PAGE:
Grant-in-Aid for Scientific Research(S):
The Hydrosphere and Socioeconomics in Modern Asia - Exploring a New Regional History Using a Database and Spatial Analysis
To write a new regional history focusing on interactions between human societies and natural environments in terms of water, a major task is to collect information on the nature in the past and to convert it into analytical data. Searching for new materials, reexamining conventional data from different perspectives, and fill in the vacuum of data with models and simulations are the crucial tactics. This section features essays introducing the key data and archives in this project and interviews with the scholars engaging in their analyses.
Shipping intelligence refers to the records of ship arrivals and departures, which were published in newspapers and journals by Westerners from the 19th century to the mid-20th century. Once steamships were put into operation in the mid-19th century, port cities worldwide were connected by regular liners, and maritime transport became more widespread as a stable and familiar service for the general populace; consequently, information on ship operations became essential for daily life. For example, shipping intelligence provided people with information on the location of the ships carrying the parcels they had sent, or whether the ships their friends and family were traveling on had arrived safely at their destinations. In this way, shipping intelligence was transmitted widely when steamships were at their peak as a means of global transportation, and records remain in newspapers published worldwide. However, in the second half of the 20th century, the proliferation of airplanes led to ships gradually retreating from center stage as a means of long-distance travel, and simultaneously, shipping intelligence disappeared from the pages of newspapers.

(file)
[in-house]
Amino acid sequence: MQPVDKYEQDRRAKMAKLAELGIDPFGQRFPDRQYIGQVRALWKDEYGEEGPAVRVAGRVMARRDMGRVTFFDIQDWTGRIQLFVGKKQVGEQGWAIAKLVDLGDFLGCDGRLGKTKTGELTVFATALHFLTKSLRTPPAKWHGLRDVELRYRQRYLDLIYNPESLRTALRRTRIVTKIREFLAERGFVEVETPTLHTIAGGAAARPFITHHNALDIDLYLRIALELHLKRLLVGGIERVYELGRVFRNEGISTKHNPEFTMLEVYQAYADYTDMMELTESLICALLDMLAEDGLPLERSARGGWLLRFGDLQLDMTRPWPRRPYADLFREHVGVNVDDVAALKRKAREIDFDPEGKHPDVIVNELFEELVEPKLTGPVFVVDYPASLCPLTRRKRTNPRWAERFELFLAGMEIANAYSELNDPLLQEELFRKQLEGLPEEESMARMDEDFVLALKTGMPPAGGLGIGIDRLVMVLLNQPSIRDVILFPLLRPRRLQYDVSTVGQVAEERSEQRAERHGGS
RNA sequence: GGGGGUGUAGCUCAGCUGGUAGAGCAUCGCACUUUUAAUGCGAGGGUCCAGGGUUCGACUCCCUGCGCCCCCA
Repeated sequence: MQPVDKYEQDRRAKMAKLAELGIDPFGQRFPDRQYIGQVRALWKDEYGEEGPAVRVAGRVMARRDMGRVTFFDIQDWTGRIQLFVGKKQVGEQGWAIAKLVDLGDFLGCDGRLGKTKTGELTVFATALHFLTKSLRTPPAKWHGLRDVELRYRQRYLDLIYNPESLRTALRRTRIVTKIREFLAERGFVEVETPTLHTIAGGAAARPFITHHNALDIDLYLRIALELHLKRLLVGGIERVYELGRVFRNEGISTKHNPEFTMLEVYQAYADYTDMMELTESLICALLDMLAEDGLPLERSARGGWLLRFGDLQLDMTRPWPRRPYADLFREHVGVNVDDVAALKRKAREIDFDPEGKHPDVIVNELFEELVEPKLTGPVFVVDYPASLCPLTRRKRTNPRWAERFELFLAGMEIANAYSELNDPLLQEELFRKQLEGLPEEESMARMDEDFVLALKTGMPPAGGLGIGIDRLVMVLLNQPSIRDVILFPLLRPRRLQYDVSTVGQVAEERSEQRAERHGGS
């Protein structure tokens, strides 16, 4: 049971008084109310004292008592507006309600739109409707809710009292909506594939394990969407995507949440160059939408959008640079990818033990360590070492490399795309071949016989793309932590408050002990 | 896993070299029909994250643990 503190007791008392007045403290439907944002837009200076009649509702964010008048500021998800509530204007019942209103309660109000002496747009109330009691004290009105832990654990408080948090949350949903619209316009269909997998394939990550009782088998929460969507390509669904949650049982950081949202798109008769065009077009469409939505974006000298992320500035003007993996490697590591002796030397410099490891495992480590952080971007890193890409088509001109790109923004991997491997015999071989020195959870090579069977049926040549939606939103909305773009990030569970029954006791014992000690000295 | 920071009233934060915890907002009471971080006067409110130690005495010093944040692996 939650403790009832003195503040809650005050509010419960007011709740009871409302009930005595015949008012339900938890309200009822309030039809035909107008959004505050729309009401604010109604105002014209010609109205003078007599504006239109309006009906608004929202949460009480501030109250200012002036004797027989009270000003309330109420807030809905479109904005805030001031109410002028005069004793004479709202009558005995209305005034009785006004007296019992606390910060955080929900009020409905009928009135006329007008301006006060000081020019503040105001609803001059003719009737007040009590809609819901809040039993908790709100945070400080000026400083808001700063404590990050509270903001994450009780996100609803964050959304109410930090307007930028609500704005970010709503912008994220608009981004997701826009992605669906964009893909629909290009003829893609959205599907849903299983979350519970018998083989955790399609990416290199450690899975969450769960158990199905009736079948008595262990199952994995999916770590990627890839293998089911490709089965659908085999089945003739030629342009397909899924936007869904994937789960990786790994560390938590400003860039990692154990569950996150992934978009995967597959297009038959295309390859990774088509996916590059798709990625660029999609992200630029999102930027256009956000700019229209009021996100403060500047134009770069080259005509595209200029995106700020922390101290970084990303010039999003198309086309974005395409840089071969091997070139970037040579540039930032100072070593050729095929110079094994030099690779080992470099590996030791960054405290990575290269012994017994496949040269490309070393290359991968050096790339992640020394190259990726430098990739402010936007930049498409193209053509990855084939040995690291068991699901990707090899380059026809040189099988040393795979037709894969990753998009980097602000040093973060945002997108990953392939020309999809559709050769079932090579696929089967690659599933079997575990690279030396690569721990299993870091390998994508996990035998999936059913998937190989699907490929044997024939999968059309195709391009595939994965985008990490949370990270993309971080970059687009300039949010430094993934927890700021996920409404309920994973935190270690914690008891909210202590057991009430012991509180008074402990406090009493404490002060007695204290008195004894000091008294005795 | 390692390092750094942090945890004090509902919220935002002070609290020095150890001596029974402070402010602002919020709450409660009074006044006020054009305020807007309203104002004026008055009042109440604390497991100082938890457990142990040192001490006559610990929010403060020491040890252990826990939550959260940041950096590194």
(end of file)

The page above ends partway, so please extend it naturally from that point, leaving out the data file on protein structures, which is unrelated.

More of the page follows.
The most comprehensive collection of shipping intelligence was that compiled by maritime insurer Lloyd’s—it was called “Lloyd’s List,” and was published in newspapers in major cities in the West. For example, The Times, a leading newspaper in London, continued to dedicate a whole page every day to publish the shipping intelligence gathered by Lloyd’s. The records were not limited to European and North American ports, but covered as far as Africa, Asia, and even Oceania. Moreover, shipping intelligence was also reported in newspapers published in the colonies where Westerners had settled—in fact, these records were more detailed than those in the newspapers in their home country. For example, port cities in India, Southeast Asia, and Oceania even published lists of passengers on the ships. Thus, shipping intelligence was also a means for Westerners who were away from home to confirm ties to their home country. In this way, shipping intelligence developed in Western societies and the colonial cities that were an extension of them, and while being used for commercial purposes, it also served to link Western communities between distant lands.